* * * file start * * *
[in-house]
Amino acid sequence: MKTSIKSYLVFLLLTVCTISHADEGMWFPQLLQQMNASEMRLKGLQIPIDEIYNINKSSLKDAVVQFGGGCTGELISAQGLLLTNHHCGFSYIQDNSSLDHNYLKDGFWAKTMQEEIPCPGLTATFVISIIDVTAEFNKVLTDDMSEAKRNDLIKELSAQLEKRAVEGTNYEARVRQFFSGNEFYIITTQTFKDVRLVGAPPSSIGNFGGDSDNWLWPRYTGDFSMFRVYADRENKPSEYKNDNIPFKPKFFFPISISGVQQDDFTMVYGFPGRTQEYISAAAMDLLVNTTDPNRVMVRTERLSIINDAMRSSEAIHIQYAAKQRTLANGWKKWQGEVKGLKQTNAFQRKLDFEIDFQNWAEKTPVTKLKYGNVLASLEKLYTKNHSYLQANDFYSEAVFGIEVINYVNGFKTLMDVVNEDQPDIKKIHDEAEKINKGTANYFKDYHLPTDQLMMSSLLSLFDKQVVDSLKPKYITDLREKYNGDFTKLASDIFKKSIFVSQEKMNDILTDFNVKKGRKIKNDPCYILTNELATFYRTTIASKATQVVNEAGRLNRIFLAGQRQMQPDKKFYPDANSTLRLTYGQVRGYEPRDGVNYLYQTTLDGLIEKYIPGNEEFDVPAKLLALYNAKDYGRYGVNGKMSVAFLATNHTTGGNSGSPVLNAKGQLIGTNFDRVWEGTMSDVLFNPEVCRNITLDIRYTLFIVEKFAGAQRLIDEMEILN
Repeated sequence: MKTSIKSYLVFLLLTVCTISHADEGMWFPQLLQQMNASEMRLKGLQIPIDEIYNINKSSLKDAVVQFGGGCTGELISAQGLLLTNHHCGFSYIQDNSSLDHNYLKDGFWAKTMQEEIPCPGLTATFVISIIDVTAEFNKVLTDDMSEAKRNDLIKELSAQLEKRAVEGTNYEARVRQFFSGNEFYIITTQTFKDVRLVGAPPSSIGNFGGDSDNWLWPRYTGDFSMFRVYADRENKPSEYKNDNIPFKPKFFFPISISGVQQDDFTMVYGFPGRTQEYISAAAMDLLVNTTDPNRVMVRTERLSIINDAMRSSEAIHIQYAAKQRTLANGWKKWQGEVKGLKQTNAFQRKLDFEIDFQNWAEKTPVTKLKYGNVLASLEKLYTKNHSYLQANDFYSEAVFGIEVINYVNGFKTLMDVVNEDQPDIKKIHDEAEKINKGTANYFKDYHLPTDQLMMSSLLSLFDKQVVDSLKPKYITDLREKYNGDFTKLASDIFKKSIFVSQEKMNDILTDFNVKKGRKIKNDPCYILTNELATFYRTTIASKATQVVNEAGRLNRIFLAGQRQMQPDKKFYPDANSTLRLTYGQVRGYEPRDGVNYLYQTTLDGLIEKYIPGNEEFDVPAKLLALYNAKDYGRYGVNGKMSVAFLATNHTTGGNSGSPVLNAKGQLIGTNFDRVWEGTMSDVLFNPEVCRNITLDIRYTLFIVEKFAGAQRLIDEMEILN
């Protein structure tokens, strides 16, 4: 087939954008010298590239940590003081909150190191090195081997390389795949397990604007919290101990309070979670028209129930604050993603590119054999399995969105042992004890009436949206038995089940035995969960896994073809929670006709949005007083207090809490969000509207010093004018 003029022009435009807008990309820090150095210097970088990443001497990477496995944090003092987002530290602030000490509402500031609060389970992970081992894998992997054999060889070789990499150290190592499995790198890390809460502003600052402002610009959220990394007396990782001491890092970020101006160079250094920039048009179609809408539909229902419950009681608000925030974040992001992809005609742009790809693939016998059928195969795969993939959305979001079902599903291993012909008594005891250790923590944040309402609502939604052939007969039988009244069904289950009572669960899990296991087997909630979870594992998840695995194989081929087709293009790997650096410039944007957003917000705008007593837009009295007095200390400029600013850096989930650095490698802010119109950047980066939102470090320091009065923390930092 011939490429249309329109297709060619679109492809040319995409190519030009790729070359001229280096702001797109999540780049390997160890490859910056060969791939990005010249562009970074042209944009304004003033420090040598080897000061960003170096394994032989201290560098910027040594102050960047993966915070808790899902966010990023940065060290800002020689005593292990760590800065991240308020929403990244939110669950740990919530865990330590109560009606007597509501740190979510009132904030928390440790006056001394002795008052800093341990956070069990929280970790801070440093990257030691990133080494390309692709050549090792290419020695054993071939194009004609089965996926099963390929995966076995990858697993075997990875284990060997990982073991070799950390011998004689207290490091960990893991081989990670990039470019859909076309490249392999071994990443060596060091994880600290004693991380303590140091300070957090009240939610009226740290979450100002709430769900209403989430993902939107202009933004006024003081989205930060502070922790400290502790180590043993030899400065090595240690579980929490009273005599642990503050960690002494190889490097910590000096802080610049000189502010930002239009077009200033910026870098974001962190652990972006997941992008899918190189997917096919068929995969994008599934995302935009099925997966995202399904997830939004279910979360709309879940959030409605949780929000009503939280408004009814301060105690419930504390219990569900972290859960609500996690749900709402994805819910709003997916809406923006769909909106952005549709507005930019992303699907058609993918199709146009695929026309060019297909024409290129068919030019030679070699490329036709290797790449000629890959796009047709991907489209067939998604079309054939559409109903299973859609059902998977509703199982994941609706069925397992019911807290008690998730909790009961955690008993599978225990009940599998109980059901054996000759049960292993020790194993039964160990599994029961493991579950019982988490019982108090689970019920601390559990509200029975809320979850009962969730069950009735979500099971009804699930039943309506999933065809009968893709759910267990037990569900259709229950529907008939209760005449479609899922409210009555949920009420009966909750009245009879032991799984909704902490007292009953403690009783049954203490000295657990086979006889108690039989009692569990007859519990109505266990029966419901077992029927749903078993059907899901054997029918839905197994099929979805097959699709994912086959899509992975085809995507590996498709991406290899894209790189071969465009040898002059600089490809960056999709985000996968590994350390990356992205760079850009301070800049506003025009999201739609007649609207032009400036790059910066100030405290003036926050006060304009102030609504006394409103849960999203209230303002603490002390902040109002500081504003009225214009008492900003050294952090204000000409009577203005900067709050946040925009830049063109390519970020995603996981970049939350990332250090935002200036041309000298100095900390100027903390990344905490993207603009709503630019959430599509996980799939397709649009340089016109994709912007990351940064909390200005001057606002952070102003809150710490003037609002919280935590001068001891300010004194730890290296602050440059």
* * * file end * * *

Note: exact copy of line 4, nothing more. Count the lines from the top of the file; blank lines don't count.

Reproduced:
């Protein structure tokens, strides 16, 4: 087939954008010298590239940590003081909150190191090195081997390389795949397990604007919290101990309070979670028209129930604050993603590119054999399995969105042992004890009436949206038995089940035995969960896994073809929670006709949005007083207090809490969000509207010093004018 003029022009435009807008990309820090150095210097970088990443001497990477496995944090003092987002530290602030000490509402500031609060389970992970081992894998992997054999060889070789990499150290190592499995790198890390809460502003600052402002610009959220990394007396990782001491890092970020101006160079250094920039048009179609809408539909229902419950009681608000925030974040992001992809005609742009790809693939016998059928195969795969993939959305979001079902599903291993012909008594005891250790923590944040309402609502939604052939007969039988009244069904289950009572669960899990296991087997909630979870594992998840695995194989081929087709293009790997650096410039944007957003917000705008007593837009009295007095200390400029600013850096989930650095490698802010119109950047980066939102470090320091009065923390930092 011939490429249309329109297709060619679109492809040319995409190519030009790729070359001229280096702001797109999540780049390997160890490859910056060969791939990005010249562009970074042209944009304004003033420090040598080897000061960003170096394994032989201290560098910027040594102050960047993966915070808790899902966010990023940065060290800002020689005593292990760590800065991240308020929403990244939110669950740990919530865990330590109560009606007597509501740190979510009132904030928390440790006056001394002795008052800093341990956070069990929280970790801070440093990257030691990133080494390309692709050549090792290419020695054993071939194009004609089965996926099963390929995966076995990858697993075997990875284990060997990982073991070799950390011998004689207290490091960990893991081989990670990039470019859909076309490249392999071994990443060596060091994880600290004693991380303590140091300070957090009240939610009226740290979450100002709430769900209403989430993902939107202009933004006024003081989205930060502070922790400290502790180590043993030899400065090595240690579980929490009273005599642990503050960690002494190889490097910590000096802080610049000189502010930002239009077009200033910026870098974001962190652990972006997941992008899918190189997917096919068929995969994008599934995302935009099925997966995202399904997830939004279910979360709309879940959030409605949780929000009503939280408004009814301060105690419930504390219990569900972290859960609500996690749900709402994805819910709003997916809406923006769909909106952005549709507005930019992303699907058609993918199709146009695929026309060019297909024409290129068919030019030679070699490329036709290797790449000629890959796009047709991907489209067939998604079309054939559409109903299973859609059902998977509703199982994941609706069925397992019911807290008690998730909790009961955690008993599978225990009940599998109980059901054996000759049960292993020790194993039964160990599994029961493991579950019982988490019982108090689970019920601390559990509200029975809320979850009962969730069950009735979500099971009804699930039943309506999933065809009968893709759910267990037990569900259709229950529907008939209760005449479609899922409210009555949920009420009966909750009245009879032991799984909704902490007292009953403690009783049954203490000295657990086979006889108690039989009692569990007859519990109505266990029966419901077992029927749903078993059907899901054997029918839905197994099929979805097959699709994912086959899509992975085809995507590996498709991406290899894209790189071969465009040898002059600089490809960056999709985000996968590994350390990356992205760079850009301070800049506003025009999201739609007649609207032009400036790059910066100030405290003036926050006060304009102030609504006394409103849960999203209230303002603490002390902040109002500081504003009225214009008492900003050294952090204000000409009577203005900067709050946040925009830049063109390519970020995603996981970049939350990332250090935002200036041309000298100095900390100027903390990344905490993207603009709503630019959430599509996980799939397709649009340089016109994709912007990351940064909390200005001057606002952070102003809150710490003037609002919280935590001068001891300010004194730890290296602050440059």